as we imagined and hoped, but hostility, was manifested in Kentucky. Believing it to be of the greatest moment to protract the campaign, as the dearth of cotton might bring strength from abroad and discourage the North, and to gain time to strengthen myself by new troops from Tennessee and other States, I magnified my forces to the enemy, but made known my true strength to the department and the Governors of States. The aid given was small. At length, when General Beauregard came out in February, he expressed his surprise at the smallness of my force, and was impressed with the danger of my position. I admitted what was so manifest, and laid before him my views for the future, in which he entirely concurred, and sent me a memorandum of our conference, a copy of which I send to you. I determined to fight for Nashville at Donelson, and gave the best part of my army to do it, retaining only fourteen thousand men to cover my front, and giving sixteen thousand to defend Donelson. The
ration in Van Dorn's forces enabled Sigel to escape. Curtis thus concentrated his forces at Sugar Creek, and instead of taking him in detail Van Dorn was obliged to meet his entire army. By a circuitous route, he led Price's army against the enemy's rear, moving McCulloch against the right flank; his progress was so slow and embarrassed, however, that the enemy heard of it in season to make his dispositions accordingly. The battle of Elkhorn, or Pea Ridge, was fought on the morning of March 5th. Van Dorn reported his force to be fourteen thousand men, and Curtis put his force at about ten thousand. Van Dorn, with Price's division, encountered Carr's division, which had already advanced but was driven back steadily and with heavy loss. Meanwhile, McCulloch's command met a division under Osterhaus, and after a sharp, quick struggle, swept it away. Pushing forward through the shrub oak, his wide-extended line met Sigel's, Asboth's, and Davis's divisions. Here on the rugged spu
March 26th, 1862 AD (search for this): chapter 1.3
e railroad-bridge. I have troubled you with these details, as I can not properly communicate them by telegram. The test of merit in my profession, with the people, is success. It is a hard rule, but I think it right. If I joined this corps to the forces of Beauregard (I confess a hazardous experiment), then those who are now declaiming against me will be without an argument. Your friend, A. S. Johnston. To this letter the following reply was made: Richmond, Virginia, March 26, 1862. my Dear General: Yours of the 18th instant was this day delivered by your aide, Mr. Jack. I have read it with much satisfaction. So far as the past is concerned, it but confirms the conclusions at which I had already arrived. My confidence in you has never wavered, and I hope the public will soon give me credit for judgment, rather than continue to arraign me for obstinacy. You have done wonderfully well, and now I breathe easier in the assurance that you will be able to make a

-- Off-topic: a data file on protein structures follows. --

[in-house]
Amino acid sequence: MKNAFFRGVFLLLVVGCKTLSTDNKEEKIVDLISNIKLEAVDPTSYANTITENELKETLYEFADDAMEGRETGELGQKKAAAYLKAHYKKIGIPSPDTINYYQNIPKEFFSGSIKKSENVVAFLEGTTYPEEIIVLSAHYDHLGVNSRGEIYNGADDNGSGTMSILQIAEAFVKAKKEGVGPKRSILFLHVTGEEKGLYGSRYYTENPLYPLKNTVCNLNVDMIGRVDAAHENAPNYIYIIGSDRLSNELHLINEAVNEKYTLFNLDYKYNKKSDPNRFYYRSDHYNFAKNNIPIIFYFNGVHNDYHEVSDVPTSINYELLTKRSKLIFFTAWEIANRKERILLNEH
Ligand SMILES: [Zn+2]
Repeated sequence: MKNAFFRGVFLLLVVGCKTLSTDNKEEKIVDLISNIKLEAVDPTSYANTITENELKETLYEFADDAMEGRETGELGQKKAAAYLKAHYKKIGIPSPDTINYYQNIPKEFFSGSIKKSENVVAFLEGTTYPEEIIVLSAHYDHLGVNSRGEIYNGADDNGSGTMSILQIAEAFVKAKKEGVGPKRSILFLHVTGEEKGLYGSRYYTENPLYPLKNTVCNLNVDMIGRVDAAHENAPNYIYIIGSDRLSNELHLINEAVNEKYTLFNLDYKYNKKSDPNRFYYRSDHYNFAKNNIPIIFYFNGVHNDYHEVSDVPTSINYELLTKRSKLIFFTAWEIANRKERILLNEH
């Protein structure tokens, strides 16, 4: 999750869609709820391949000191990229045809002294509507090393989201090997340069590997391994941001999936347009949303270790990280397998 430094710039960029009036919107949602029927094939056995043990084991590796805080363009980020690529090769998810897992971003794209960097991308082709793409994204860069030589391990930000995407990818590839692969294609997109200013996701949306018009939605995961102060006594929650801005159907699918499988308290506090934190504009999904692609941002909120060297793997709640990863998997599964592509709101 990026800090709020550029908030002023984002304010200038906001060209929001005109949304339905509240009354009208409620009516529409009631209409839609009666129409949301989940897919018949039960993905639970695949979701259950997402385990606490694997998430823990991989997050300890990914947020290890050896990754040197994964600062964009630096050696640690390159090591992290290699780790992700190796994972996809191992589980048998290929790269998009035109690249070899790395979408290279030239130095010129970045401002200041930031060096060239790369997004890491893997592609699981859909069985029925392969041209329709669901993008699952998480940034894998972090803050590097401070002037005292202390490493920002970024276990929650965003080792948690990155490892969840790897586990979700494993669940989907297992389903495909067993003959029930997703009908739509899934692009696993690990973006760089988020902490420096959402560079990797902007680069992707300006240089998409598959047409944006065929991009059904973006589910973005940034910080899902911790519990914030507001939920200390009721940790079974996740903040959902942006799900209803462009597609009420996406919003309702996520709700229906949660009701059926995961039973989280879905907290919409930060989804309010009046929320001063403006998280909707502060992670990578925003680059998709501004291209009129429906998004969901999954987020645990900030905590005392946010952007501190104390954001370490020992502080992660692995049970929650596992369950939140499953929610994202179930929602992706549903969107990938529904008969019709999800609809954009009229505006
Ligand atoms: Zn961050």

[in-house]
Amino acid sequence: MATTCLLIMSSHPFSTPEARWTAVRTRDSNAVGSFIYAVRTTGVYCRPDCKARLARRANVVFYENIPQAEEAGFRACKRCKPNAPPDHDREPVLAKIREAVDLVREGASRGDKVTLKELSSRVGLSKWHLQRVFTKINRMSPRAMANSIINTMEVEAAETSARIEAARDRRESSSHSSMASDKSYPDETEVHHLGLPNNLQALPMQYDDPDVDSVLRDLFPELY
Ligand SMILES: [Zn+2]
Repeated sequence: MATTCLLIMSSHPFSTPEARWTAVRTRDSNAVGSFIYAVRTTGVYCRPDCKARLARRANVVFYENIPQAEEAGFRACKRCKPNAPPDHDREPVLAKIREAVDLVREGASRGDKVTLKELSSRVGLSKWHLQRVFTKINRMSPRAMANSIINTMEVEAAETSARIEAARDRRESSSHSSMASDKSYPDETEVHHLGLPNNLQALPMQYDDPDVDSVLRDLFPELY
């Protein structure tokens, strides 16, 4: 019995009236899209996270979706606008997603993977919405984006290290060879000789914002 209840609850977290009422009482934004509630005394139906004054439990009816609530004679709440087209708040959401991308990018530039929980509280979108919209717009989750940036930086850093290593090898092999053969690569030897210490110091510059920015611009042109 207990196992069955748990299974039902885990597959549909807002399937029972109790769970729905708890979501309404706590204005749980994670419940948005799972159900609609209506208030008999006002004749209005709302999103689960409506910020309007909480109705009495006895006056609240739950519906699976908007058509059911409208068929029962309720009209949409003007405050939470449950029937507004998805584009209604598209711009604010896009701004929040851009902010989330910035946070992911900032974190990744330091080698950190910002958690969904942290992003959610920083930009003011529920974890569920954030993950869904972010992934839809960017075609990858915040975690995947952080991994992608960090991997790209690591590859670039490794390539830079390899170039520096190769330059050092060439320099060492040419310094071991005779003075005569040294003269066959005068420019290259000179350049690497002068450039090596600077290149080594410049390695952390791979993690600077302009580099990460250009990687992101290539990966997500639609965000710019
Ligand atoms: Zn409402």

March 18th, 1862 AD (search for this): chapter 1.3
ich will defeat either attempt. The fleet which you will soon have on the Mississippi River, if the enemy's gunboats ascend the Tennessee, may enable you to strike an effective blow at Cairo; but, to one so well informed and vigilant, I will not assume to offer suggestions as to when and how the ends you seek may be attained. With the confidence and regard of many years, I am very truly your friend, Jefferson Davis. letter of General Johnston in answer to above Decatur, Alabama, March 18, 1862. my Dear General: I received the dispatches from Richmond, with your private letter by Captain Wickliffe, three days since; but the pressure of affairs and the necessity of getting my command across the Tennessee prevented me from sending you an earlier reply. I anticipated all that you have told me as to the censure which the fall of Fort Donelson drew upon me, and the attacks to which you might be subjected; but it was impossible for me to gather the facts for a detailed report,